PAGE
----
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Albo wants everyone to back his wage rise, but PM says it's proof he's 'a loose unit'

Politics

Anthony Albanese says he is amazed lifting the minimum wage is not a bipartisan issue, as Scott Morrison accused him of being a “loose unit on the economy”.

 

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The Labor and Liberal leaders will face off in the third and final debate on Wednesday night, with the cost of living and lifting wages to be key issues.

Visiting the seat of North Sydney, Albanese said Labor supported a rise in the minimum wage which kept wages above inflation, currently 5.1 per cent.

The prime minister, who was in the NSW Hunter region ahead of the May 21 election, won’t put a figure on the rise saying it is a matter for the Fair Work Commission.

Albanese said it was a case of Australians currently earning $20.33 an hour who wanted an extra $1 an hour.

“I’m the Labor leader, but I’m amazed that this is not a bipartisan issue,” he told reporters.

“This is a government that … did a budget just a short while ago, whereby they made changes to petrol, they gave a $250 handout, saying there is a cost of living crisis.

“Well, there is a cost of living crisis and people are doing it tough and that is why there needs to be action (on wages).”

Albanese said his comments were consistent with the Reserve Bank saying one of the handbrakes on the economy was a lack of wages growth.

Morrison said a wage increase tied to the 5.1 per cent inflation figure was an ill-thought-out policy and attacked Albanese for being a “loose unit” on the economy.

“It’s like throwing fuel on the fire of rising interest rates and rising cost of living,” Morrison said.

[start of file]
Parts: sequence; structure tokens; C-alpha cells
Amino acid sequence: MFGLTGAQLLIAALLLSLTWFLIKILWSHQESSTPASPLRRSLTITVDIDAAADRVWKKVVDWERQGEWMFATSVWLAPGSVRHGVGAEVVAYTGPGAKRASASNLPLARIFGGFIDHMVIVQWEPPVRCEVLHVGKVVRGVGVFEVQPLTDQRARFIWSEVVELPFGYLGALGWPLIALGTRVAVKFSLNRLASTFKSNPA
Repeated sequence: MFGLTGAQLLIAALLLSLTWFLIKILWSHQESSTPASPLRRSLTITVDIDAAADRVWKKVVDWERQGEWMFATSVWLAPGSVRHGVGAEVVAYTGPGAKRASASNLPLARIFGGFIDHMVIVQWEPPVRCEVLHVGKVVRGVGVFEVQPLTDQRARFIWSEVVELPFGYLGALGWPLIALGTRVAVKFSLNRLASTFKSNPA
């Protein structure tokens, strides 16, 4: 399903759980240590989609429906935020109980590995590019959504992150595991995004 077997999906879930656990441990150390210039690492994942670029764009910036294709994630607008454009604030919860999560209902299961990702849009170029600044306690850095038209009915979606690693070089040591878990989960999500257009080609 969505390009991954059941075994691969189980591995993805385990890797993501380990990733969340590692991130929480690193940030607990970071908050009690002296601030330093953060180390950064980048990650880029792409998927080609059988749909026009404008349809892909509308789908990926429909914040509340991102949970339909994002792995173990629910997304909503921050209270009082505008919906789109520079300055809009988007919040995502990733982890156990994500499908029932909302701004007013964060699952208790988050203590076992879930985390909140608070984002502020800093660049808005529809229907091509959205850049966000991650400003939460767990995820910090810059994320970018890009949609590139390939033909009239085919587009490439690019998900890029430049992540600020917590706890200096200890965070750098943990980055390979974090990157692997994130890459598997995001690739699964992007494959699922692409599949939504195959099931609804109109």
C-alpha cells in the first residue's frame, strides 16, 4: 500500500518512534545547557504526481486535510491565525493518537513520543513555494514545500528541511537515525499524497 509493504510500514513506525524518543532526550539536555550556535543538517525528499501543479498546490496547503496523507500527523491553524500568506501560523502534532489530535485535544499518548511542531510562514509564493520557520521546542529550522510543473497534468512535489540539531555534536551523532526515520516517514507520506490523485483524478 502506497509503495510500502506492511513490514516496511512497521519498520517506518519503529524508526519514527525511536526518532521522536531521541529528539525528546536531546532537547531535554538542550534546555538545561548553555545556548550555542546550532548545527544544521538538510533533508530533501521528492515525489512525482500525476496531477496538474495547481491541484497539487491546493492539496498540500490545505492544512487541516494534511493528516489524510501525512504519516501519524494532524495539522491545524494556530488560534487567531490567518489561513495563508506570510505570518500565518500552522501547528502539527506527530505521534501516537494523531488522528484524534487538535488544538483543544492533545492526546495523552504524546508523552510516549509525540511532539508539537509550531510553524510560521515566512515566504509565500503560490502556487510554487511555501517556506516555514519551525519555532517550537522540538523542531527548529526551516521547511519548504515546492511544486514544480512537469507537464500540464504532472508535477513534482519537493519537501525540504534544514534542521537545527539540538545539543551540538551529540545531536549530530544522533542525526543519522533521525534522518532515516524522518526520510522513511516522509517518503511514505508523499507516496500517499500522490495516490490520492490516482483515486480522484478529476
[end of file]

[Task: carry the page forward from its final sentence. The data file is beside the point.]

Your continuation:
“If you want your interest rates to be skyrocketing, as a result of what Anthony Albanese is suggesting, … he’s your guy.

“He thinks he can run around at this election saying he can increase people’s wages and at the same time, see cost of living pressures fall. It just doesn’t work like that.”

The prime minister said wages policy needed to be carefully considered and was best left to the independent umpire.

Albanese rejected arguments a wage rise in line with inflation would result in interest rate hikes, saying the prime minister was being “loose with the truth”.

“This is a guy who never looks to bring people together, who never looks for unity, is always just looking for wedges and always looking for division,” he said of Morrison.

Coalition minister Jane Hume said the best way to increase wages was to put downward pressure on the unemployment rate.

“When there is low unemployment, employers think differently,” she said.

“Around (one) million people just in the last couple of months of last year changed jobs and they changed jobs for a pay increase of somewhere between eight and 10 per cent. That only happens when unemployment is exceptionally low.”

Australian Industry Group chief executive Innes Willox said wage growth over five per cent – or an increase to the minimum wage of $42 a week – was unsustainable.

“There are hundreds of thousands of small businesses and for many of them this would be a backbreaker, it’s not sustainable for them to be asked to pay this,” he told Sydney radio 2GB.

The ACTU has revised up its annual wage review claim from five to 5.5 per cent, which would lift the annual minimum adult wage rate to $42,384.84.

So far just under 650,000 people have cast their ballots at early polling booths.

An average of opinion polls published by The Poll Bludger puts Labor ahead in two-party terms 54.3 per cent to 45.7 per cent, or a 5.8 per cent swing since the 2019 election.

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